Northern Labrador warned to prepare for 'powerful and dangerous blizzard'
A major winter storm is barrelling toward Northern Labrador, and the provincial government is warning people there to be prepared.
CBC meteorologist Ashley Brauweiler describes it as "a powerful and dangerous blizzard."
"This is not a storm to take lightly," she said Friday afternoon. "It's a good idea to be prepared for extended power outages and get an emergency kit ready."
Environment Canada has put a large part of Labrador's north coast under a blizzard warning for Friday evening through Saturday night.
The storm is expected to drop between 60 and 80 centimetres of snow on the area, with higher amounts possible in Postville, Makkovik and Hopedale.
"Blizzard conditions will develop overnight and will persist through Saturday leading to whiteouts and zero visibility. Winds will be gusting over 100 km/h for 18-plus hours," Brauweiler said.
Northwesterly winds could reach more than 130 km/h at times on Saturday.
There will be less snow, 20 to 30 centimetres, toward Natuashish, while Nain could see between five and 10 centimetres.
Environment Canada said it's not recommending travel during the storm.
In a press release Friday afternoon, the province's Public Safety Department asked residents to monitor forecasts.
"Residents and communities are asked to use caution and to take measures to ensure personal safety, and if possible, to clear fire hydrants of snow in case of emergency," reads the release. "It is important that residents have the supplies they need, including food, water and medications for at least 72 hours in the event of adverse weather conditions affecting travel."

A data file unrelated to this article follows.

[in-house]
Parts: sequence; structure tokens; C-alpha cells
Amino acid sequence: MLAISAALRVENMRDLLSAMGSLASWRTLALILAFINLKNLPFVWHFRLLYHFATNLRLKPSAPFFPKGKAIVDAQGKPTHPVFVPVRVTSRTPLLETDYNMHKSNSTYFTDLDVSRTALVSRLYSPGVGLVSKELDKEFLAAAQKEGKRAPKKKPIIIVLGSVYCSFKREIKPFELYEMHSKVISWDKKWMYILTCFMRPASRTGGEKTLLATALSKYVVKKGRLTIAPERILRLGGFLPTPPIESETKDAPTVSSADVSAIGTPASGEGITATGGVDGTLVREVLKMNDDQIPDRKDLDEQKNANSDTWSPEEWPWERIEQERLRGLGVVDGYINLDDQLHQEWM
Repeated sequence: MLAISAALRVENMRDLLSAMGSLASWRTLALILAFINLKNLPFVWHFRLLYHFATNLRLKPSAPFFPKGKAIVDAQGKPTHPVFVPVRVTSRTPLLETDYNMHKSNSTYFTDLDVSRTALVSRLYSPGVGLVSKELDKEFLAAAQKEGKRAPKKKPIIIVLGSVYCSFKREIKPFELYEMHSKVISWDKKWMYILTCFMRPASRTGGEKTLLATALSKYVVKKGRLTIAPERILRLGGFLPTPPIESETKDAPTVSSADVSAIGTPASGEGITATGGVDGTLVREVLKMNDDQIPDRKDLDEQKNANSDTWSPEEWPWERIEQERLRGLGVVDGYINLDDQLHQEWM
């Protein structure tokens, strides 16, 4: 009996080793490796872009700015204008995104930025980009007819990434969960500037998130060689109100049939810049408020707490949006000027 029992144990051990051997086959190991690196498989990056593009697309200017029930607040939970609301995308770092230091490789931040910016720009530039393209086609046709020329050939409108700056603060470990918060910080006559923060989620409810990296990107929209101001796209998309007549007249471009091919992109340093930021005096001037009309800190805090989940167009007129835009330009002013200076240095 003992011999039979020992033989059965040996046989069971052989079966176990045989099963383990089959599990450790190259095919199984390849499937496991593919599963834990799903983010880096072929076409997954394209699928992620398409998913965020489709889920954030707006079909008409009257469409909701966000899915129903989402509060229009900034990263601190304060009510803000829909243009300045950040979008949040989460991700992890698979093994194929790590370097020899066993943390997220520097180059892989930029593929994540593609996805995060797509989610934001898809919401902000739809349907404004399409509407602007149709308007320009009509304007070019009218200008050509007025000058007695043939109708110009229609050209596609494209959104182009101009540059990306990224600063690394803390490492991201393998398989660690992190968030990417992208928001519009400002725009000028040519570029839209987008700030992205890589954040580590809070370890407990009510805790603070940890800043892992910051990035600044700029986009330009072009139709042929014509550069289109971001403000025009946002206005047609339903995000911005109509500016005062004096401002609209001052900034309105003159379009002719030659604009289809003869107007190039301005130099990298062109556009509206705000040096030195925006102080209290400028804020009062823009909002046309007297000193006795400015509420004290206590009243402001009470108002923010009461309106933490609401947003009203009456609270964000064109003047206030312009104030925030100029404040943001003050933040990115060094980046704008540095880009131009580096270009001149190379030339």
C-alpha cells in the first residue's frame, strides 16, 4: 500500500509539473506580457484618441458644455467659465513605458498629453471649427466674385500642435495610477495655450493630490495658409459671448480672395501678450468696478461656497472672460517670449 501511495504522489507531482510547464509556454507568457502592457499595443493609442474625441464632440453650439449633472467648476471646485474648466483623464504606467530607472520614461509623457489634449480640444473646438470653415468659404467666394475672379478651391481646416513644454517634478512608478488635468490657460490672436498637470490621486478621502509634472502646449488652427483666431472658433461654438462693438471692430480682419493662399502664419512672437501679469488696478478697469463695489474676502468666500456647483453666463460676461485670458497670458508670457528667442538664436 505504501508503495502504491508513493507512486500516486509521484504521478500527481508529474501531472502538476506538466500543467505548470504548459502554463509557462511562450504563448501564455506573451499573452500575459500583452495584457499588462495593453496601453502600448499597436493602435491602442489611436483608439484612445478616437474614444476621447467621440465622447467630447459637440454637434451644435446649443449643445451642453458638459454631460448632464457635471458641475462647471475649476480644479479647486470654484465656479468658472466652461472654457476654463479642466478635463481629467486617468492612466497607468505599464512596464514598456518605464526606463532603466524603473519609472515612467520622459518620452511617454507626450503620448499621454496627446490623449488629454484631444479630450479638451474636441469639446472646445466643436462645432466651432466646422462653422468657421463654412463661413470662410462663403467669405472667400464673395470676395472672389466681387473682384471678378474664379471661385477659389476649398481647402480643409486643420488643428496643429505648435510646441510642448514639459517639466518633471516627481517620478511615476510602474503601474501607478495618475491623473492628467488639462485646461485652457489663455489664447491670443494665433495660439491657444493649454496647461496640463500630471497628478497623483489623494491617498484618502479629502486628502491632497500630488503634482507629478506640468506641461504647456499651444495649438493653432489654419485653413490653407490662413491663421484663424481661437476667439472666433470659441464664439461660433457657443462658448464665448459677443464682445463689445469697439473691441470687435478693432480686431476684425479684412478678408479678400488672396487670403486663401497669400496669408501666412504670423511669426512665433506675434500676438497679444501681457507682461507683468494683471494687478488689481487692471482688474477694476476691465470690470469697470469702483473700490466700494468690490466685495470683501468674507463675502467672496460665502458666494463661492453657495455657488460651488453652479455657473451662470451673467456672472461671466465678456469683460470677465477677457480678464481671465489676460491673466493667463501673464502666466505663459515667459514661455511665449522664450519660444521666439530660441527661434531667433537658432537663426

Farther south, the Red Bay to L'Anse-au-Clair area can expect between 15 and 25 centimetres through Friday night.
Much of the rest of the province is under extreme cold and warnings for the weekend, with some areas under a snow squall watch.
"Saturday will be frigid and windy across the island. West or southwesterly winds gusting between 80-110 km/h means wind chills between –25 and –30 through the day," said Brauweiler.
"This cold weather and the open ocean are a perfect recipe for intense snow squalls as well, which may produce blizzard conditions at times. In snow squalls the weather conditions can vary considerably in just a couple of kilometres, meaning you can be in a snow squall with zero visibility in one minute and then blue sky a few minutes later."
Brauweiler said the weather will improve overnight Saturday.